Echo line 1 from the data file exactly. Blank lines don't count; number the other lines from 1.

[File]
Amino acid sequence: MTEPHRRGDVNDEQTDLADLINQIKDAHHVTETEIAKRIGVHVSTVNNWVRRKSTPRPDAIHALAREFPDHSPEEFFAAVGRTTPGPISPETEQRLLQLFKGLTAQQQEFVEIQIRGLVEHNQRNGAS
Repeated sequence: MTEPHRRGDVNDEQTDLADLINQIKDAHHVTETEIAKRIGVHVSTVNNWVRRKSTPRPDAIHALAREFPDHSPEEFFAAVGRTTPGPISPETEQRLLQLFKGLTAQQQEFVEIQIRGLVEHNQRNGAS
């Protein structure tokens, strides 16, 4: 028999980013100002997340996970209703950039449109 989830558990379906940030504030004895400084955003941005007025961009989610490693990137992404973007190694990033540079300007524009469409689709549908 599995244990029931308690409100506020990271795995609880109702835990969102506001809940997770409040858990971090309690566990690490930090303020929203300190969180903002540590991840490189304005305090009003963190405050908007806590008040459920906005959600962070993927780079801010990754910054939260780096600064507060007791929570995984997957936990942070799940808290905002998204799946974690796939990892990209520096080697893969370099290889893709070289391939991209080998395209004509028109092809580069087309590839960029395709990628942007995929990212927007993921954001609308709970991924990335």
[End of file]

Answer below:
Amino acid sequence: MTEPHRRGDVNDEQTDLADLINQIKDAHHVTETEIAKRIGVHVSTVNNWVRRKSTPRPDAIHALAREFPDHSPEEFFAAVGRTTPGPISPETEQRLLQLFKGLTAQQQEFVEIQIRGLVEHNQRNGAS